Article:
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Occult Hepatitis B and Other Unexplored Risk Factors for Hepatocellular Carcinoma in Latin America

Sonia Roman


Occult hepatitis B infection (OBI) is the presence of hepatitis B virus (HBV) DNA in the liver and/or serum (< 200 IU/mL) in HBsAgnegative patients with or without serologic markers of previous viral exposure. The clinical significance of OBI is of concern in posttransfusional hepatitis B infection, hepatitis B reactivation, chronic liver disease and hepatocellular carcinoma (HCC). The diagnosis of OBI relays on the use of highly sensitive and specific laboratory techniques. Herein, comments derived from a study analyzing the frequency and characteristics of OBI in HCC Japanese patients are stated. While OBI and other causes of HCC have been highly studied in Asia and Europe, research in Latin America in these topics is limited. Several findings such as population risk groups with high prevalence of overt and OBI infection, HBV genotype F in Argentinean HCC patients, and the clinical impact of the foreign A-D genotypes suggest the need of further investigation. Additionally, alcoholism, obesity, NASH and type 2 diabetes may override the presence of OBI. Therefore, OBI diagnosis is essential. It is known that anti-HBc alone is a predictive signal of potential OBI and given the fluctuations of the HBV infection markers, testing for HBsAg and anti-HBc at baseline and follow-up is recommended. In conclusion, OBI and other causes involved in the epidemiology of HCC in Latin America are unexplored risk factors. Genome-based research is required to decipher the role of gene-environmental interactions associated with chronic liver disease. Novel algorithms to detect OBI supported by basic/applied/clinical research are also needed.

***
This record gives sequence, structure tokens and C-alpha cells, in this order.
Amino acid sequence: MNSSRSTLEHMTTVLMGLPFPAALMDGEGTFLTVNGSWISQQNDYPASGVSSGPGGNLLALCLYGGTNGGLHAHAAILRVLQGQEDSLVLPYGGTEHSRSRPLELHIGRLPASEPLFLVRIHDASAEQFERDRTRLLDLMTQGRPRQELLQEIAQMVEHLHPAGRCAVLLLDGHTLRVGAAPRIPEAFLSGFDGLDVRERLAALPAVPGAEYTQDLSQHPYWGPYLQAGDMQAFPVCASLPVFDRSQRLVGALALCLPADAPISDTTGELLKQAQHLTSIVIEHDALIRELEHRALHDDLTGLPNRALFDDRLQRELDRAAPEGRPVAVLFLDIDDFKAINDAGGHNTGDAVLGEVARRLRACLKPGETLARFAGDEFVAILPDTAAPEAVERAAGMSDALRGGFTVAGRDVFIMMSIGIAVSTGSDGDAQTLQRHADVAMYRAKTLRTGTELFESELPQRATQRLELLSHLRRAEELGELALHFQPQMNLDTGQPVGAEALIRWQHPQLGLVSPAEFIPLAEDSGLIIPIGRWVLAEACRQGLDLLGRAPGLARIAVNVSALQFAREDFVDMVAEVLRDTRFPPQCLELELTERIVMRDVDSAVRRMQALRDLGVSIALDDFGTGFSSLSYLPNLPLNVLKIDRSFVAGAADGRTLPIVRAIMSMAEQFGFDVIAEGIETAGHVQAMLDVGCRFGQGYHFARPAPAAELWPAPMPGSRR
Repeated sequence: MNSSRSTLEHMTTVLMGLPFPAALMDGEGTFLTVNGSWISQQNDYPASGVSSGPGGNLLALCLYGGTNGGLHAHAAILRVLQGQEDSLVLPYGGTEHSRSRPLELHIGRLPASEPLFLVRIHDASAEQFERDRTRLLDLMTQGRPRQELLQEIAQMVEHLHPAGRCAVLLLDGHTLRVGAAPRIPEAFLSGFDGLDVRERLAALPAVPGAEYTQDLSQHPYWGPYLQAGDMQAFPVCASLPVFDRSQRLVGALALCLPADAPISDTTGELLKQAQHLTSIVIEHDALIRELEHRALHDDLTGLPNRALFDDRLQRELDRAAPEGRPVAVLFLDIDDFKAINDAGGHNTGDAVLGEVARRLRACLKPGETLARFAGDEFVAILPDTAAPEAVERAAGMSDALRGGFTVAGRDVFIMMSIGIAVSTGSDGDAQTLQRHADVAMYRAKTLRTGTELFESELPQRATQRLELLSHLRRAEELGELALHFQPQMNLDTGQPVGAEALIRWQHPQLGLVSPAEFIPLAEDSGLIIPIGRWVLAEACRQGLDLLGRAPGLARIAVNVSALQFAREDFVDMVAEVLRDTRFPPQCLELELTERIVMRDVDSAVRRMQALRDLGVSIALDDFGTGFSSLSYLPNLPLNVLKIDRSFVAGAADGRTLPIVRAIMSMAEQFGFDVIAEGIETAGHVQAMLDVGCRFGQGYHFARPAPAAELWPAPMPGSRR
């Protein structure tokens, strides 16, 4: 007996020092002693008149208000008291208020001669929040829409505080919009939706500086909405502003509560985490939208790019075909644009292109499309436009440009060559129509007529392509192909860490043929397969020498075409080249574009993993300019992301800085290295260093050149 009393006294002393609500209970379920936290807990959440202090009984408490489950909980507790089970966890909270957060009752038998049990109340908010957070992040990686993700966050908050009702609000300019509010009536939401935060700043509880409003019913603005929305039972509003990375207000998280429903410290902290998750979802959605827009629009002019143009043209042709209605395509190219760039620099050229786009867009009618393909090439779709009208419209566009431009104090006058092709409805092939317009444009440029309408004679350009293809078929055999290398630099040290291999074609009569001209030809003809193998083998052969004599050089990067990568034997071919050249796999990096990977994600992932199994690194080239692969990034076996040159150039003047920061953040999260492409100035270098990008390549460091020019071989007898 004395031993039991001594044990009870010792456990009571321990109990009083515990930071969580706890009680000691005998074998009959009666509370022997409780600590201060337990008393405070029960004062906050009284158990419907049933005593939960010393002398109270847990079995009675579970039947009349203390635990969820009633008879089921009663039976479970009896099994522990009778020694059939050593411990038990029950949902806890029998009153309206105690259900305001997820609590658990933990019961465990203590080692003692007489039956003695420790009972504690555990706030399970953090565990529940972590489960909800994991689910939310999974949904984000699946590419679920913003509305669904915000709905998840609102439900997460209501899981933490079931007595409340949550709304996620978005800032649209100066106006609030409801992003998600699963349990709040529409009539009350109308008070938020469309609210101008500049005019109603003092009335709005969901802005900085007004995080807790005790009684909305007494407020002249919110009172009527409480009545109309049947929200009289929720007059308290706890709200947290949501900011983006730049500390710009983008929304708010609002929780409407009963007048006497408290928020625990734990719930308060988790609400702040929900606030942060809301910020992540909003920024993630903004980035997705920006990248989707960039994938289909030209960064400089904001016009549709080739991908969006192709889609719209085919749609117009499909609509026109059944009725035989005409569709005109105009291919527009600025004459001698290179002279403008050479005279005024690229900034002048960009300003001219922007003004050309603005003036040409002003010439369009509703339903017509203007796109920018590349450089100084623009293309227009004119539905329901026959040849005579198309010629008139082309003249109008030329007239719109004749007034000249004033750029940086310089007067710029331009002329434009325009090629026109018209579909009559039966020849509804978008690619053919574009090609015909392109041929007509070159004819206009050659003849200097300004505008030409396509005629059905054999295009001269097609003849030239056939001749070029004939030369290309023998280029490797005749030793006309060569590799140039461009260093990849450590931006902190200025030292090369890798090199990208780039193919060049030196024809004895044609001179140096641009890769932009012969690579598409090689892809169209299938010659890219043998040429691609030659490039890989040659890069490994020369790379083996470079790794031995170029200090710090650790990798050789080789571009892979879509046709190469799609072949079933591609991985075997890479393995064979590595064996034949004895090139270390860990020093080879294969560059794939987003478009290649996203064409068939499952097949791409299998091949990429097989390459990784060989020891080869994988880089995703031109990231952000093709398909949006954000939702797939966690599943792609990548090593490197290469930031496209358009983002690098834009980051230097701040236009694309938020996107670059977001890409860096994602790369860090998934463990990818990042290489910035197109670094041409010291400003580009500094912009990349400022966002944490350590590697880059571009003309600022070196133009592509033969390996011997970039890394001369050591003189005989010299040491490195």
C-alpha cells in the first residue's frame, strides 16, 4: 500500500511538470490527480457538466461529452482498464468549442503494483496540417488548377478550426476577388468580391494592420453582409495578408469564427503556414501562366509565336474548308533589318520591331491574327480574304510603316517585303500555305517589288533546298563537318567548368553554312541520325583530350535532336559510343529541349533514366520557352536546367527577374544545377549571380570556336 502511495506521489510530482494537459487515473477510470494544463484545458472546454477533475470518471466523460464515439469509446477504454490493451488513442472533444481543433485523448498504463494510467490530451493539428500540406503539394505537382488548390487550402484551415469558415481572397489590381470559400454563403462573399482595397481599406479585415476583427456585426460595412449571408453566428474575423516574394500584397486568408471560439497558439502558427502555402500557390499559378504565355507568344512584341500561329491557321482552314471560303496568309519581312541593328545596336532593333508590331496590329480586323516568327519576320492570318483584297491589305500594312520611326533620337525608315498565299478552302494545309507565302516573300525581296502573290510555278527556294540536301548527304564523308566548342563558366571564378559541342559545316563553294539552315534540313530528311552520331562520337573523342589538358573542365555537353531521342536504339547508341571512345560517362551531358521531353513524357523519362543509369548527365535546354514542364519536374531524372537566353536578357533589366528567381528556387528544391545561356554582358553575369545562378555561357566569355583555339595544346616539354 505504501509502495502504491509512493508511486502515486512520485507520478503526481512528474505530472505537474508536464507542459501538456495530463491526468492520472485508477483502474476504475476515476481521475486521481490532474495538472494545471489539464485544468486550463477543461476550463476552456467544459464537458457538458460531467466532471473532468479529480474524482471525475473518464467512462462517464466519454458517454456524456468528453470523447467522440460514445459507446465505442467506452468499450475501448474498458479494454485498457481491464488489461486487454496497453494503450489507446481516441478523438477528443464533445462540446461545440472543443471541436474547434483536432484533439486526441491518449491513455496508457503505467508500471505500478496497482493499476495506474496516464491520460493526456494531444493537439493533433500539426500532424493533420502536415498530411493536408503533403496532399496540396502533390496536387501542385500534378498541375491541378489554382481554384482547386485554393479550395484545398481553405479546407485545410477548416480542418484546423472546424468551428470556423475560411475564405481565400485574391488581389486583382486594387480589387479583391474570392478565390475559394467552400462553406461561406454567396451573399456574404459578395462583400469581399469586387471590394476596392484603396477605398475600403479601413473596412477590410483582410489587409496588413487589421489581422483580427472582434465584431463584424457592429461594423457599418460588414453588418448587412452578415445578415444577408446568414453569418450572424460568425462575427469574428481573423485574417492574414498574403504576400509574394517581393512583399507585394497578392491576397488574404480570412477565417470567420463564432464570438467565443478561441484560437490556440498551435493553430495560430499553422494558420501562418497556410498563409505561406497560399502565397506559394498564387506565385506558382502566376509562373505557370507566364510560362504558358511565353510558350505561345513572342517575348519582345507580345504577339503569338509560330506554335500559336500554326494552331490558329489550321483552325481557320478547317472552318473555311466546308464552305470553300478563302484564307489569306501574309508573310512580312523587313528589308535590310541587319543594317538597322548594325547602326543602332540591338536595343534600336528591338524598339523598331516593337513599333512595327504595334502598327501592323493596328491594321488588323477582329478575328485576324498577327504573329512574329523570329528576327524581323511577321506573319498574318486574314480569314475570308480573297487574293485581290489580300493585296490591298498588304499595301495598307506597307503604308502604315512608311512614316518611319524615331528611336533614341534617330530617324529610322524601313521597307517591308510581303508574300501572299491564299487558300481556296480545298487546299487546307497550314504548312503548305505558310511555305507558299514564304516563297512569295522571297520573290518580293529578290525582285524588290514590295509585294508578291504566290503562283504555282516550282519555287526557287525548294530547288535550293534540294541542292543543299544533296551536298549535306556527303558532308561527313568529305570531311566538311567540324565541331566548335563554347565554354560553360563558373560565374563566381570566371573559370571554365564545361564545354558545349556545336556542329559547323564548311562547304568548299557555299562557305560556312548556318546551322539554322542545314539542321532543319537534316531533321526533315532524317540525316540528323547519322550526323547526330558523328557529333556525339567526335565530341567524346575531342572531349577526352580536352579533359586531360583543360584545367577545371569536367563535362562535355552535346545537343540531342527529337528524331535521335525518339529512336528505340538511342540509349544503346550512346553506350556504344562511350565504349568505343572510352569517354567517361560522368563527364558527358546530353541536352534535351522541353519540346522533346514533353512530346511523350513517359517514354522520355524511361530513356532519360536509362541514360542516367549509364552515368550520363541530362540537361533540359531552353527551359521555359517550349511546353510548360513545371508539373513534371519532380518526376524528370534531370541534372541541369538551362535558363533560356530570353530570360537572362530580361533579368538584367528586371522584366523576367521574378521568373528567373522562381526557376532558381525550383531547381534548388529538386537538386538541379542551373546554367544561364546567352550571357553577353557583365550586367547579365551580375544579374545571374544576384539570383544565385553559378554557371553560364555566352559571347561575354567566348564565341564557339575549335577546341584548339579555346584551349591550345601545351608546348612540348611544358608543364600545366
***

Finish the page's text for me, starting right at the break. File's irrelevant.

Key words. Risk factor, Epidemiology, Hepatocellular carcinoma, HBV genotypes, Diagnostics

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The Official Journal of the Mexican Association of Hepatology, the Latin-American Association for the Study of the Liver and the Canadian Association for the Study of the Liver

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